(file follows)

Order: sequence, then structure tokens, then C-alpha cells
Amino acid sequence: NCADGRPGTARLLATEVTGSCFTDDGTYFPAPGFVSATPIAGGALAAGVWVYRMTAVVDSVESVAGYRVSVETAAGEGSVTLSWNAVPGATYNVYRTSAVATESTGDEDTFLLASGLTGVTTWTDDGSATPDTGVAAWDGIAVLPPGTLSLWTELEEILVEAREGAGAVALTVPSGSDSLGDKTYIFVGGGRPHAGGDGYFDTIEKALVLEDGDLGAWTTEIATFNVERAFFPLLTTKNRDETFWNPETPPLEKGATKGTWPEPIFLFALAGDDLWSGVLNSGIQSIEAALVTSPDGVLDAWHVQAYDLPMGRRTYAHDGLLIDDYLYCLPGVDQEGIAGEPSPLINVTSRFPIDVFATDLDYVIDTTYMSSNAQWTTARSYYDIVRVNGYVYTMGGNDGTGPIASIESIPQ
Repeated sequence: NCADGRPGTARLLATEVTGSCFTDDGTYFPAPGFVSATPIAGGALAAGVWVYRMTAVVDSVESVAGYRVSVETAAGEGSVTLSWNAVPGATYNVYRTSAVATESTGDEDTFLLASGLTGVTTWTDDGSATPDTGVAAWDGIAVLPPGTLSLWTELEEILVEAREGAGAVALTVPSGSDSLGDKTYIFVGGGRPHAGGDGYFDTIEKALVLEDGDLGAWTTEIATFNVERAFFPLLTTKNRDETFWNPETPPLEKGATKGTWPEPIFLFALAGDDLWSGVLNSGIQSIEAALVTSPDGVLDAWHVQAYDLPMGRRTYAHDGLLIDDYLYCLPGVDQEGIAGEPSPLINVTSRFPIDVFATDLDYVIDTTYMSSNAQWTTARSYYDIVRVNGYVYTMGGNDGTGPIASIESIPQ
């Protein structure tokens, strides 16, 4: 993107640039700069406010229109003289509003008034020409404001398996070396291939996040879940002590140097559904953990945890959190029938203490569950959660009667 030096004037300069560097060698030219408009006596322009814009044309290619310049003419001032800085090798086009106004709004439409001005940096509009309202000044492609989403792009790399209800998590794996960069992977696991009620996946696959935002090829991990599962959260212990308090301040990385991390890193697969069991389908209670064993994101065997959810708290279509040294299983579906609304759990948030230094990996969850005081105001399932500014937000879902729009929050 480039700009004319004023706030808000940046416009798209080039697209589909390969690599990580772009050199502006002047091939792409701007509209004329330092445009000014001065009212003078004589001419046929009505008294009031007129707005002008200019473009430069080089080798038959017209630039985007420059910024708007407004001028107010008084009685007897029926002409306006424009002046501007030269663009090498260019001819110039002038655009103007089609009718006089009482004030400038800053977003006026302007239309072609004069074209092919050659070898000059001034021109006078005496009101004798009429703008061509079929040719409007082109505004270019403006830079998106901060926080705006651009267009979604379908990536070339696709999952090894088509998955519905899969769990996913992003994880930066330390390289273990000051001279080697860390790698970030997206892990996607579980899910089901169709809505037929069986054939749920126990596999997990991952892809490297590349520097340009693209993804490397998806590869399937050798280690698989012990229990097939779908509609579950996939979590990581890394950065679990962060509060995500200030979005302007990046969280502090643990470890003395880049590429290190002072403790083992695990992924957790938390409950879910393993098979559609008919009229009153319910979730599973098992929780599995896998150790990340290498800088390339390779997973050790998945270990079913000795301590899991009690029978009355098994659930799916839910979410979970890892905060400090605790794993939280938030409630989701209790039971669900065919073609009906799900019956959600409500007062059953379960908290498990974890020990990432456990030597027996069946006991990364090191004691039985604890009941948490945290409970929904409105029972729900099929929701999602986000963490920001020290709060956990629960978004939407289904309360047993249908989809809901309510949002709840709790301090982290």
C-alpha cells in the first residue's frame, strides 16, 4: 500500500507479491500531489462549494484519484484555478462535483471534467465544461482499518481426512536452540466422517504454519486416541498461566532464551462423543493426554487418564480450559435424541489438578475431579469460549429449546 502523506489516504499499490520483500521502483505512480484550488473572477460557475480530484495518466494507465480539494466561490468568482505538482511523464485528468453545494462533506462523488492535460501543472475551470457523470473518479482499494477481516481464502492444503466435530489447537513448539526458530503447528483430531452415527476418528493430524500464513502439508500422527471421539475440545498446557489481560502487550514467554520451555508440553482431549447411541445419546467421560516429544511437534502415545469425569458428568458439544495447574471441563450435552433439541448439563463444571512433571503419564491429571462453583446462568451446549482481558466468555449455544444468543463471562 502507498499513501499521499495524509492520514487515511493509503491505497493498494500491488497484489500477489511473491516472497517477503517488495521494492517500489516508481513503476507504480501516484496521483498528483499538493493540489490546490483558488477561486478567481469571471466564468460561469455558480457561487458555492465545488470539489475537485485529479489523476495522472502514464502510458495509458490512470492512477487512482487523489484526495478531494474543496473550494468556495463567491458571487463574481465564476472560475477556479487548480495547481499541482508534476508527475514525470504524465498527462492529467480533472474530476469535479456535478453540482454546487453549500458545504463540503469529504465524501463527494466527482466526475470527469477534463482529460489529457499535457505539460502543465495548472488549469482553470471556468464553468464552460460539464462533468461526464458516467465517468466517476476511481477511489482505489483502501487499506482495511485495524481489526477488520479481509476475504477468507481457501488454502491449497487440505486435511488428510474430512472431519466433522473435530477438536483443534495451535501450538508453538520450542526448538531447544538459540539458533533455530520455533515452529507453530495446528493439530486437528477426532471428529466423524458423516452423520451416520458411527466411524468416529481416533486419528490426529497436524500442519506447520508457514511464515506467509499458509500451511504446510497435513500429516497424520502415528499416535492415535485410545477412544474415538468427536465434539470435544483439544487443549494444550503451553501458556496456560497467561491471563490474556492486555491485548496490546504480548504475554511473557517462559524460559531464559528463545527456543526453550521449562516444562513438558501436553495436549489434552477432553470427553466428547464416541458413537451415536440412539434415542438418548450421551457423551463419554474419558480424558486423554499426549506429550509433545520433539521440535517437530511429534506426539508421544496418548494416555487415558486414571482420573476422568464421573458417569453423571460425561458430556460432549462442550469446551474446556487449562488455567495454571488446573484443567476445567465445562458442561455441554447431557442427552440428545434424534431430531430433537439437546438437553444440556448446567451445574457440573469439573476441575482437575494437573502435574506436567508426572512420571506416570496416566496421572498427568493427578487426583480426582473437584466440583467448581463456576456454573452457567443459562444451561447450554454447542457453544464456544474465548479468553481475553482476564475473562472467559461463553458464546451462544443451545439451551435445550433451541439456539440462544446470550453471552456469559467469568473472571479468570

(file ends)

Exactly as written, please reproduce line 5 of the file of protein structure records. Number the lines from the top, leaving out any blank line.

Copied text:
C-alpha cells in the first residue's frame, strides 16, 4: 500500500507479491500531489462549494484519484484555478462535483471534467465544461482499518481426512536452540466422517504454519486416541498461566532464551462423543493426554487418564480450559435424541489438578475431579469460549429449546 502523506489516504499499490520483500521502483505512480484550488473572477460557475480530484495518466494507465480539494466561490468568482505538482511523464485528468453545494462533506462523488492535460501543472475551470457523470473518479482499494477481516481464502492444503466435530489447537513448539526458530503447528483430531452415527476418528493430524500464513502439508500422527471421539475440545498446557489481560502487550514467554520451555508440553482431549447411541445419546467421560516429544511437534502415545469425569458428568458439544495447574471441563450435552433439541448439563463444571512433571503419564491429571462453583446462568451446549482481558466468555449455544444468543463471562 502507498499513501499521499495524509492520514487515511493509503491505497493498494500491488497484489500477489511473491516472497517477503517488495521494492517500489516508481513503476507504480501516484496521483498528483499538493493540489490546490483558488477561486478567481469571471466564468460561469455558480457561487458555492465545488470539489475537485485529479489523476495522472502514464502510458495509458490512470492512477487512482487523489484526495478531494474543496473550494468556495463567491458571487463574481465564476472560475477556479487548480495547481499541482508534476508527475514525470504524465498527462492529467480533472474530476469535479456535478453540482454546487453549500458545504463540503469529504465524501463527494466527482466526475470527469477534463482529460489529457499535457505539460502543465495548472488549469482553470471556468464553468464552460460539464462533468461526464458516467465517468466517476476511481477511489482505489483502501487499506482495511485495524481489526477488520479481509476475504477468507481457501488454502491449497487440505486435511488428510474430512472431519466433522473435530477438536483443534495451535501450538508453538520450542526448538531447544538459540539458533533455530520455533515452529507453530495446528493439530486437528477426532471428529466423524458423516452423520451416520458411527466411524468416529481416533486419528490426529497436524500442519506447520508457514511464515506467509499458509500451511504446510497435513500429516497424520502415528499416535492415535485410545477412544474415538468427536465434539470435544483439544487443549494444550503451553501458556496456560497467561491471563490474556492486555491485548496490546504480548504475554511473557517462559524460559531464559528463545527456543526453550521449562516444562513438558501436553495436549489434552477432553470427553466428547464416541458413537451415536440412539434415542438418548450421551457423551463419554474419558480424558486423554499426549506429550509433545520433539521440535517437530511429534506426539508421544496418548494416555487415558486414571482420573476422568464421573458417569453423571460425561458430556460432549462442550469446551474446556487449562488455567495454571488446573484443567476445567465445562458442561455441554447431557442427552440428545434424534431430531430433537439437546438437553444440556448446567451445574457440573469439573476441575482437575494437573502435574506436567508426572512420571506416570496416566496421572498427568493427578487426583480426582473437584466440583467448581463456576456454573452457567443459562444451561447450554454447542457453544464456544474465548479468553481475553482476564475473562472467559461463553458464546451462544443451545439451551435445550433451541439456539440462544446470550453471552456469559467469568473472571479468570